View this post on Instagram
A new, groundbreaking Augmented Reality artwork by artist Baff Akoto will exhibit nationwide via QR code from August 6th 2021.
Marking the 10th anniversary of the “UK Riots” of 2011 – described by the artist as “the first uprisings of the digital era” – UP:RISE explores the pathology, history and underlying drivers of English civil unrest in the digital age, the evolution in technology that has helped to shape it and how society has since evolved along the same fault lines that erupted that summer.
The QR codes will be located in the communities of Birmingham, Liverpool, London and other cities where incidents of unrest were recorded during August 2011.
The artwork embeds archive of the 2011 civil unrest with additional still and video elements onto an Augmented Reality sculpture. The sound design includes testimonies from those arrested and convicted for offences recorded on August 6th – 11th 2011 – reflecting back on their country, their lives then and in the decade since.
UP:RISE re-casts August 2011 as a key formative moment of 21st Century Britain. 2011’s uprisings were widely reported as the senseless sacking and looting of property by mind-less youth fuelled by opportunistic material greed and BBM (BlackBerry Messenger) encryption. UP:RISE takes a critical and provocative position, re-examining this portrayal and the legacies of August 2011 on the past 10 years. The work and its nationwide public exhibition also reflects on Britain’s postwar tradition of violent civil unrest and community uprisings sparked by police violence, fanned by social deprivation and racial animosity.
With access to public space and social life restricted by the pandemic, UP:RISE seeks to expand the notion of what public art can be. By engaging digitally with non-traditional audiences that previously have been excluded from such conversations, UP:RISE marks a step-change in the conception of public and community art practice in the digital era. Baff Akoto’s AR artwork and accompanying nationwide public exhibition reflects on the UK’s past, present and future. In rendering this new model of public art, Akoto encourages social critique and community engagement by exploring charged social histories while speculating around our shared digital futures.
A Recurring Dreams production supported by Arts Council England and Gap, Akoto’s UP:RISE artwork and exhibition is accompanied by community workshops and a Conversation Series bringing together thought leaders with community and youth voices nationwide to explore the inherent themes of the work, delving into how digital networks connect marginalised people and shape real-world mass dissent. This programme is curated by Akoto and cultural producer Anthea Lewis supported by BOM in Birmingham; FACT and The bluecoat in Liverpool and the Bernie Grant Arts Centre in London.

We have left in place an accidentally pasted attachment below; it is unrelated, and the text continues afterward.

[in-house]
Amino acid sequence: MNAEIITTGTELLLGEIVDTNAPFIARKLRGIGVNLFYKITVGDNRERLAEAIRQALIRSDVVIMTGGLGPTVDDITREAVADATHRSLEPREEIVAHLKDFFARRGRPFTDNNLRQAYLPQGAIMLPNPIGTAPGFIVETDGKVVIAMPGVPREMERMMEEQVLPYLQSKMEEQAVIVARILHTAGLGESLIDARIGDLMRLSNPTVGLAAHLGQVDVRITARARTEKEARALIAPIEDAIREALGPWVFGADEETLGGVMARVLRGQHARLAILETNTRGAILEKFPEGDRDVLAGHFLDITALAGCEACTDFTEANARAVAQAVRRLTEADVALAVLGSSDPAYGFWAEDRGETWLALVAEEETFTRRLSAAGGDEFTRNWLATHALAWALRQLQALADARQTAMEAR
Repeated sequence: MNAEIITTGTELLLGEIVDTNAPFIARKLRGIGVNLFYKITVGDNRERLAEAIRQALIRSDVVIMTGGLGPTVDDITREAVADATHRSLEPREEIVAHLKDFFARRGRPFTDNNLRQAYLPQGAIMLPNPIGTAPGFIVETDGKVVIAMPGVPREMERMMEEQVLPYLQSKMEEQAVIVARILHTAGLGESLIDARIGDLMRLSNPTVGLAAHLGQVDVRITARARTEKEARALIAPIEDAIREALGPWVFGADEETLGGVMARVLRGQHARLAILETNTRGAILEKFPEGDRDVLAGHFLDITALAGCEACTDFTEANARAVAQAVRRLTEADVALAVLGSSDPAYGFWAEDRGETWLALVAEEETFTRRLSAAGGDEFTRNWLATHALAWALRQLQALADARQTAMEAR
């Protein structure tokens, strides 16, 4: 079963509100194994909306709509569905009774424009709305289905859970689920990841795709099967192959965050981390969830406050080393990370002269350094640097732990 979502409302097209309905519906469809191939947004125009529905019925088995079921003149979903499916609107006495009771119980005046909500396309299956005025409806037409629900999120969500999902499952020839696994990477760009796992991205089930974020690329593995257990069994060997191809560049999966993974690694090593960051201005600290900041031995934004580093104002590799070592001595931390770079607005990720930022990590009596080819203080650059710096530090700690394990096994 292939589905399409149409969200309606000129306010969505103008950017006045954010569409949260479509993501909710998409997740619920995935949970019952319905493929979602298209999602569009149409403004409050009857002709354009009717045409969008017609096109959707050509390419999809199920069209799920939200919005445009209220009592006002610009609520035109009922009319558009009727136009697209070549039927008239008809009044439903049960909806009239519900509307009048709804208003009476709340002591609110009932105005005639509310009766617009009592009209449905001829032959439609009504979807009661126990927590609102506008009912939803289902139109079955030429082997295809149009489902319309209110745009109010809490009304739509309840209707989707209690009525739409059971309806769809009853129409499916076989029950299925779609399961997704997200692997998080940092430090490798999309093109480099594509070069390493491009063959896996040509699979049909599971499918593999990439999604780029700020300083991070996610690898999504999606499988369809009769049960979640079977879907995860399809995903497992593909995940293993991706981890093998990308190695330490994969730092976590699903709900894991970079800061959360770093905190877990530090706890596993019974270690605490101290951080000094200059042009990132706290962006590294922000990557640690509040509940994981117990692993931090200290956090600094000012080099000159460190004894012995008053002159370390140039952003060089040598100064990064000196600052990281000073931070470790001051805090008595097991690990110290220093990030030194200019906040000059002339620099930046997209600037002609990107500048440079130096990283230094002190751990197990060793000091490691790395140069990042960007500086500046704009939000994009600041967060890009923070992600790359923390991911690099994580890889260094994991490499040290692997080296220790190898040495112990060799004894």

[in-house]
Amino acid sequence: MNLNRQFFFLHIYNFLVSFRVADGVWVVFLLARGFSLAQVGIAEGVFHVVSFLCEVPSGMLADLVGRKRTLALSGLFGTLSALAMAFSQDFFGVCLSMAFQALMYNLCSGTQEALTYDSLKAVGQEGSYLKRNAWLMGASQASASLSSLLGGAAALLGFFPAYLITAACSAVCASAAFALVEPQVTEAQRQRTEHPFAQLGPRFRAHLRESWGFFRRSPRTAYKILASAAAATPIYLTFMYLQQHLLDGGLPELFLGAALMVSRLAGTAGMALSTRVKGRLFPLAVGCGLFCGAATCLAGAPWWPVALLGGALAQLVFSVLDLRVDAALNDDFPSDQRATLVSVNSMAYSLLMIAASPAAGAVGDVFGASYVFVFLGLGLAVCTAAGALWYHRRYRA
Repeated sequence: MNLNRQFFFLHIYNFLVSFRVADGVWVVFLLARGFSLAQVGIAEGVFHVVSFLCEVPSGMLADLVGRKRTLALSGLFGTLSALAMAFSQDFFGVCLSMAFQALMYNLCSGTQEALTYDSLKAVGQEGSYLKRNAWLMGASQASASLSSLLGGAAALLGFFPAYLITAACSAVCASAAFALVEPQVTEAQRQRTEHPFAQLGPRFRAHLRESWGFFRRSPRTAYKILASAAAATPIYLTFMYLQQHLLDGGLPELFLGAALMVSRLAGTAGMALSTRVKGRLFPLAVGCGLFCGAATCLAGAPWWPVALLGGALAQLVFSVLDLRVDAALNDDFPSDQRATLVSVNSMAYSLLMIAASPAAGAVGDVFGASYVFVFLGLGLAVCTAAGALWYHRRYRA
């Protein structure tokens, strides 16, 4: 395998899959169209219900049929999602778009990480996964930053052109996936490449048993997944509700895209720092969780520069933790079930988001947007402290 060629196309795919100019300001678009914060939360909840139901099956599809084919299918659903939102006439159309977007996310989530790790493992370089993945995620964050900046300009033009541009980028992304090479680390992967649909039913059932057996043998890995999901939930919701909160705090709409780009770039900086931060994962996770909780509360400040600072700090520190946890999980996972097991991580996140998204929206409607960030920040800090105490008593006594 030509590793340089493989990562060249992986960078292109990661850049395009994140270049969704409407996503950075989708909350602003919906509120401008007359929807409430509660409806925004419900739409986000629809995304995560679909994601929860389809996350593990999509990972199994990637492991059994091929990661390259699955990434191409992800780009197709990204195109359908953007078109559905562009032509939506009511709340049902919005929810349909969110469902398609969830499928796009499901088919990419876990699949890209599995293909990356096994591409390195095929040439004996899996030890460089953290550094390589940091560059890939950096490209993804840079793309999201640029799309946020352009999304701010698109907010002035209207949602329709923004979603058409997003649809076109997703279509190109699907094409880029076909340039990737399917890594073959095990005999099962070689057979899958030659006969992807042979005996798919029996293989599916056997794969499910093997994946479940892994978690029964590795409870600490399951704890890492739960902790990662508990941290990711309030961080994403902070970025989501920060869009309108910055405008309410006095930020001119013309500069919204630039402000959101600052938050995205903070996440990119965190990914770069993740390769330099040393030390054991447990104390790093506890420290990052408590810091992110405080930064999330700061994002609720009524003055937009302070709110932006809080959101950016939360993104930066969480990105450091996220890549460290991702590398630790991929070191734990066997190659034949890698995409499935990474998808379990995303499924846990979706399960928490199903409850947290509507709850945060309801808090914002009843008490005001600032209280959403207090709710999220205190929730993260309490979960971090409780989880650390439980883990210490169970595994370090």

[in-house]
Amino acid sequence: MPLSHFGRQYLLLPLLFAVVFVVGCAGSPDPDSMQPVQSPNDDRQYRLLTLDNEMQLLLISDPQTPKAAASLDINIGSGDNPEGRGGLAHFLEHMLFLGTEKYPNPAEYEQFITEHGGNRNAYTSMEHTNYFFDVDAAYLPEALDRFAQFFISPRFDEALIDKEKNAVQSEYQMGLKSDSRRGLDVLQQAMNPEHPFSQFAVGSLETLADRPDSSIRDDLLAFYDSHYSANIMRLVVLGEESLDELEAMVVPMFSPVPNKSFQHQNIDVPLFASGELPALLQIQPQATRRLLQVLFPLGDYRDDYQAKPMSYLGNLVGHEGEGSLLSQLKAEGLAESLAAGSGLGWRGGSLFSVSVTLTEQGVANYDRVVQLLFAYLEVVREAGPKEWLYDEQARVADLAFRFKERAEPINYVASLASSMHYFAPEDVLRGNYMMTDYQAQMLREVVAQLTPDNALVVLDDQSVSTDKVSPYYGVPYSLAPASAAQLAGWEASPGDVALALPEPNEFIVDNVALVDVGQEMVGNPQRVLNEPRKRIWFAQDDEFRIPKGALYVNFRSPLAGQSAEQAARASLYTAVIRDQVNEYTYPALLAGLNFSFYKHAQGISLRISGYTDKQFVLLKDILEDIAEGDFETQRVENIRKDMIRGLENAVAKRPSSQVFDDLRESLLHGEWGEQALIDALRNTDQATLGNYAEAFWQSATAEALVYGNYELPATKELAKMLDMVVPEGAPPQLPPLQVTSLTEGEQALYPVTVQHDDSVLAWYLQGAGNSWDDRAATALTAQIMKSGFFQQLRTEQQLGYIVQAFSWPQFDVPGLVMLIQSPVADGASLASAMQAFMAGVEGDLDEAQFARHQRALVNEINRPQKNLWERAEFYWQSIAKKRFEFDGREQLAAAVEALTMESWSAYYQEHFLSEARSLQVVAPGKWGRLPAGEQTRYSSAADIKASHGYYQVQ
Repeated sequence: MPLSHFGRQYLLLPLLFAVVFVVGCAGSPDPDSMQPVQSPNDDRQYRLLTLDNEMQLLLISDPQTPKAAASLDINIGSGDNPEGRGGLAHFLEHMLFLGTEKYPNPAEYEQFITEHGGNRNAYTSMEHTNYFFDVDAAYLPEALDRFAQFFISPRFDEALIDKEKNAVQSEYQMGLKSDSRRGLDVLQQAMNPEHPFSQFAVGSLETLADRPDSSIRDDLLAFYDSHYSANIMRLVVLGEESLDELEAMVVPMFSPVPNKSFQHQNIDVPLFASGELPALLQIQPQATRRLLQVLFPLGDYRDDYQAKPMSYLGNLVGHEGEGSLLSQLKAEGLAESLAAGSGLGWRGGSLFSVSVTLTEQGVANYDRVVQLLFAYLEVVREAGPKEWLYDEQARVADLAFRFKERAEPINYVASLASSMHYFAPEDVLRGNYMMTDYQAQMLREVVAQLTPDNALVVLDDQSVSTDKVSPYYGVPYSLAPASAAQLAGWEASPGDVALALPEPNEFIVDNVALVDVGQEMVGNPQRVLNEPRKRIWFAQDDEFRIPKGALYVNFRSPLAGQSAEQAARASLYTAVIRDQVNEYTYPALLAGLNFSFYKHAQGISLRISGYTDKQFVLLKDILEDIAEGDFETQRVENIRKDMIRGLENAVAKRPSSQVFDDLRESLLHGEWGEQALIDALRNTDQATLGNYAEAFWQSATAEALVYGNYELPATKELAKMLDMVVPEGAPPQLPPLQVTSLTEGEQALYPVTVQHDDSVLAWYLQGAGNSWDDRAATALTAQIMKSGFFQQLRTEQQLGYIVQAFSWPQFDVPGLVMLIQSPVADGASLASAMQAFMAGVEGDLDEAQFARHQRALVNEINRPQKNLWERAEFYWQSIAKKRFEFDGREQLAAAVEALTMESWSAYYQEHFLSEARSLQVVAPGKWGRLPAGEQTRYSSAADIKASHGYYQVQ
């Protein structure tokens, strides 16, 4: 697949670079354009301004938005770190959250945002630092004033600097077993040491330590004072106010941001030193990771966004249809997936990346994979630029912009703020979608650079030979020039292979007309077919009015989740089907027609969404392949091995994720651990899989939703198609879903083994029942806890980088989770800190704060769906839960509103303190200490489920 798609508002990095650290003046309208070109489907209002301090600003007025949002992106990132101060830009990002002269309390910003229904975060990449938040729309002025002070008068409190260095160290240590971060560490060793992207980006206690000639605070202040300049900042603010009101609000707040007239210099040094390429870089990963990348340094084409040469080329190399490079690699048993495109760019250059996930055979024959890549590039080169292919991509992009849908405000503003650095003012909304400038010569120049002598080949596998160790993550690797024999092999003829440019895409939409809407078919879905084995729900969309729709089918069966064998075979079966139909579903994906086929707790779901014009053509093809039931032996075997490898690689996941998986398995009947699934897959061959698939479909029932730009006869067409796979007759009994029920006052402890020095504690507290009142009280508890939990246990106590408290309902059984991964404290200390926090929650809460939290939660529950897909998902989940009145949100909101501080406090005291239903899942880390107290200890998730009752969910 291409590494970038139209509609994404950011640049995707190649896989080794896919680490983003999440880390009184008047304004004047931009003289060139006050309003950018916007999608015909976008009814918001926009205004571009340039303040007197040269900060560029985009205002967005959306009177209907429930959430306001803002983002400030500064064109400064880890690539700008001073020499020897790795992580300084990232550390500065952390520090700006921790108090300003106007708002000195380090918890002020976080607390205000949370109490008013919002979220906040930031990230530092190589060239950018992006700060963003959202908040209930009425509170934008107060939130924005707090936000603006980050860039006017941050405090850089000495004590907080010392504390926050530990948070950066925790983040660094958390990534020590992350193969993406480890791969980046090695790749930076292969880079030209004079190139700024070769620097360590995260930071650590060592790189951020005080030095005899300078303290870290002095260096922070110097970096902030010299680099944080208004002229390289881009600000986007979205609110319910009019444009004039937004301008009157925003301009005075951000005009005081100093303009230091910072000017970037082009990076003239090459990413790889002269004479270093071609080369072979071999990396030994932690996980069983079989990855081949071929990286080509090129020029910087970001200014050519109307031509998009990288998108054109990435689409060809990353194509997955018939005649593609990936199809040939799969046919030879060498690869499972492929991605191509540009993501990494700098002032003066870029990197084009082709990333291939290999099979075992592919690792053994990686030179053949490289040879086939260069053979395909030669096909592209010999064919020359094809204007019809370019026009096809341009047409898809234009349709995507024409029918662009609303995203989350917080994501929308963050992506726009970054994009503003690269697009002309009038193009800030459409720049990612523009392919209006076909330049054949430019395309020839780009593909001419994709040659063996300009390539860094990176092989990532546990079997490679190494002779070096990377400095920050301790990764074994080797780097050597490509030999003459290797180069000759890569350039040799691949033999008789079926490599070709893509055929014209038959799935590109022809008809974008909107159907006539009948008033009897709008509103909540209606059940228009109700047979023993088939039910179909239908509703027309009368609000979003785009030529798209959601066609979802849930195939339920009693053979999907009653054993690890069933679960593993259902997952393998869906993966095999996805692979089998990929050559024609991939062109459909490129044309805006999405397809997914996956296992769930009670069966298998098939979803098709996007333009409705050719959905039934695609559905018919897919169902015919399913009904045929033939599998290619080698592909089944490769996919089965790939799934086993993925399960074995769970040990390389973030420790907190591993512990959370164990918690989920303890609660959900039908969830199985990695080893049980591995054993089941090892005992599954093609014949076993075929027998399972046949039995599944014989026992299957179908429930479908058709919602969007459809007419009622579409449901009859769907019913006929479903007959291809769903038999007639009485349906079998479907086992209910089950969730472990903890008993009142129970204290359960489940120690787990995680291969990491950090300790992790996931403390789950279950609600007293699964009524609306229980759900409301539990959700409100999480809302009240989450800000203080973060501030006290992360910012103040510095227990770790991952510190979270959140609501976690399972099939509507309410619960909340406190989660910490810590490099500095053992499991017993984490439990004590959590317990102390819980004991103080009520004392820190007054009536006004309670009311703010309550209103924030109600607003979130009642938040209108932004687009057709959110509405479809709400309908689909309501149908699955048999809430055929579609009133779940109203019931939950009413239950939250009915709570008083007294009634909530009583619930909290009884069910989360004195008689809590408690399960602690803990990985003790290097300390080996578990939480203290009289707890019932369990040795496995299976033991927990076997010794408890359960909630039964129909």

By offering a 21st-century update, Akoto’s UP:RISE continues the artistic tradition of works that memorialise and commemorate sociopolitical and historical moments, including Pablo Picasso’s Guernica, Accra Shepp’s Occupy portraits, Kara Walker’s Gone and Battle of Atlanta, Mark Wallinger’s State Britain, John Akomfrah’s Riot and Handsworth Songs, Jeremy Deller’s Battle of Orgreave, and Steve McQueen’s Small Axe, to name but a few.
About the Artist
Baff Akoto is an artist and film-maker living in London. Akoto’s work has been exhibited at London’s Institute of Contemporary Art (ICA) and at the British Film Institute (BFI) in their Experimenta strand for ‘works by artists that revolutionise and reshape our vision of the cinematic moving image’.
As a director and producer Baff began as a documentary film-maker, before going on to direct network TV drama at Channel 4 and the BBC, leading to his inclusion on Idris Elba’s BBC New Talent Hotlist. In 2018 Screen International tipped Akoto as a “Star of Tomorrow”. The most recent feature film he has produced QUEEN OF GLORY (from actor and first-time director Nana Mensah) will have its world premiere at the Tribeca Film Festival in June 2021.
Having forged a path within visual arts with mentoring from John Akomfrah and the Oscar-winning Asif Kapadia, Baff’s work embraces the fluidity of visual grammar, notions of plurality, (self) perceptions and societal implications of human bodily movement (disability, ritual, dance).
Most recently Baff’s work explores the artistic potential of VR/AR as he becomes increasingly concerned with how the digital revolution might avoid the same prejudices, exclusions and inequalities which arose from our industrial and colonial eras.
Akoto is a fellow of BOM (Birmingham Open Media) in Birmingham – awarded for his “collaborative and interdisciplinary approach to practice as well as a commitment to social im- pact and research excellence at the intersection of art, technology and science”. For more information please visit here.
Recurring Dreams is a new media and artist studio – founded by L-A Appiah – producing episodic stories, feature film and immersive art. recurringdreams.media